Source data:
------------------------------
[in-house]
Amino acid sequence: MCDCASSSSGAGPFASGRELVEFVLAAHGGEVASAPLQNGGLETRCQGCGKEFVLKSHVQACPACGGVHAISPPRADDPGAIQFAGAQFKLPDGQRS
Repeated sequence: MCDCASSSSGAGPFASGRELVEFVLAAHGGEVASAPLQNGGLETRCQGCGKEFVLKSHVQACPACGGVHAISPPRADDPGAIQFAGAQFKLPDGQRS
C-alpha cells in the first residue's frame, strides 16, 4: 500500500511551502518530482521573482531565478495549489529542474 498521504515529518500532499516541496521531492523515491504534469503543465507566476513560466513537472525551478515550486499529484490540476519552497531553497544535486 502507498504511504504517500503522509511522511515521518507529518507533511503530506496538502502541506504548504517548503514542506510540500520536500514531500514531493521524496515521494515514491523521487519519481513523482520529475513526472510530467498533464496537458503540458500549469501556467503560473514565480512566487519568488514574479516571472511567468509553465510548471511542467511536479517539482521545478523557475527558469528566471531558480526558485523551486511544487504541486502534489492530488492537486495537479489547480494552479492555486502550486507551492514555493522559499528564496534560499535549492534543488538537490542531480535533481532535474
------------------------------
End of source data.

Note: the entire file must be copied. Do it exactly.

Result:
[in-house]
Amino acid sequence: MCDCASSSSGAGPFASGRELVEFVLAAHGGEVASAPLQNGGLETRCQGCGKEFVLKSHVQACPACGGVHAISPPRADDPGAIQFAGAQFKLPDGQRS
Repeated sequence: MCDCASSSSGAGPFASGRELVEFVLAAHGGEVASAPLQNGGLETRCQGCGKEFVLKSHVQACPACGGVHAISPPRADDPGAIQFAGAQFKLPDGQRS
C-alpha cells in the first residue's frame, strides 16, 4: 500500500511551502518530482521573482531565478495549489529542474 498521504515529518500532499516541496521531492523515491504534469503543465507566476513560466513537472525551478515550486499529484490540476519552497531553497544535486 502507498504511504504517500503522509511522511515521518507529518507533511503530506496538502502541506504548504517548503514542506510540500520536500514531500514531493521524496515521494515514491523521487519519481513523482520529475513526472510530467498533464496537458503540458500549469501556467503560473514565480512566487519568488514574479516571472511567468509553465510548471511542467511536479517539482521545478523557475527558469528566471531558480526558485523551486511544487504541486502534489492530488492537486495537479489547480494552479492555486502550486507551492514555493522559499528564496534560499535549492534543488538537490542531480535533481532535474